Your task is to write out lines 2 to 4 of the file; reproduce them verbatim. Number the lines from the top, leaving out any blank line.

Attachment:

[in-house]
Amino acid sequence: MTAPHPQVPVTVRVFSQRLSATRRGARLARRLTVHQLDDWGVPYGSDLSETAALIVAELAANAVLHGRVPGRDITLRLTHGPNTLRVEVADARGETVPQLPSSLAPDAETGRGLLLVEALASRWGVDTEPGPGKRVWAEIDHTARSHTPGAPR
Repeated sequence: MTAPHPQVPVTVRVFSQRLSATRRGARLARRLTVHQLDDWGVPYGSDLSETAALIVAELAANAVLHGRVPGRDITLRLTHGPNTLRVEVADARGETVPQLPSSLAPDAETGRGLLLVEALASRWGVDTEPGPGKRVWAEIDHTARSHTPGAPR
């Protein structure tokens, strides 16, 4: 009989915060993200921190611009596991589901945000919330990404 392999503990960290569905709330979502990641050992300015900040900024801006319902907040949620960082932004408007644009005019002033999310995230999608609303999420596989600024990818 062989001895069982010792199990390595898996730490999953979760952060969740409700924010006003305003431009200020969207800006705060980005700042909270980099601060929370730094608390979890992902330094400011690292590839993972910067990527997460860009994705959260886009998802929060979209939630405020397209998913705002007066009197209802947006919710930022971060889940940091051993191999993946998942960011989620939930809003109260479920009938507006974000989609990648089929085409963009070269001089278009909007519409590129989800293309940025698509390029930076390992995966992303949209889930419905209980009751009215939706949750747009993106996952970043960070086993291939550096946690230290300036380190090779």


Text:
Amino acid sequence: MTAPHPQVPVTVRVFSQRLSATRRGARLARRLTVHQLDDWGVPYGSDLSETAALIVAELAANAVLHGRVPGRDITLRLTHGPNTLRVEVADARGETVPQLPSSLAPDAETGRGLLLVEALASRWGVDTEPGPGKRVWAEIDHTARSHTPGAPR
Repeated sequence: MTAPHPQVPVTVRVFSQRLSATRRGARLARRLTVHQLDDWGVPYGSDLSETAALIVAELAANAVLHGRVPGRDITLRLTHGPNTLRVEVADARGETVPQLPSSLAPDAETGRGLLLVEALASRWGVDTEPGPGKRVWAEIDHTARSHTPGAPR
């Protein structure tokens, strides 16, 4: 009989915060993200921190611009596991589901945000919330990404 392999503990960290569905709330979502990641050992300015900040900024801006319902907040949620960082932004408007644009005019002033999310995230999608609303999420596989600024990818 062989001895069982010792199990390595898996730490999953979760952060969740409700924010006003305003431009200020969207800006705060980005700042909270980099601060929370730094608390979890992902330094400011690292590839993972910067990527997460860009994705959260886009998802929060979209939630405020397209998913705002007066009197209802947006919710930022971060889940940091051993191999993946998942960011989620939930809003109260479920009938507006974000989609990648089929085409963009070269001089278009909007519409590129989800293309940025698509390029930076390992995966992303949209889930419905209980009751009215939706949750747009993106996952970043960070086993291939550096946690230290300036380190090779």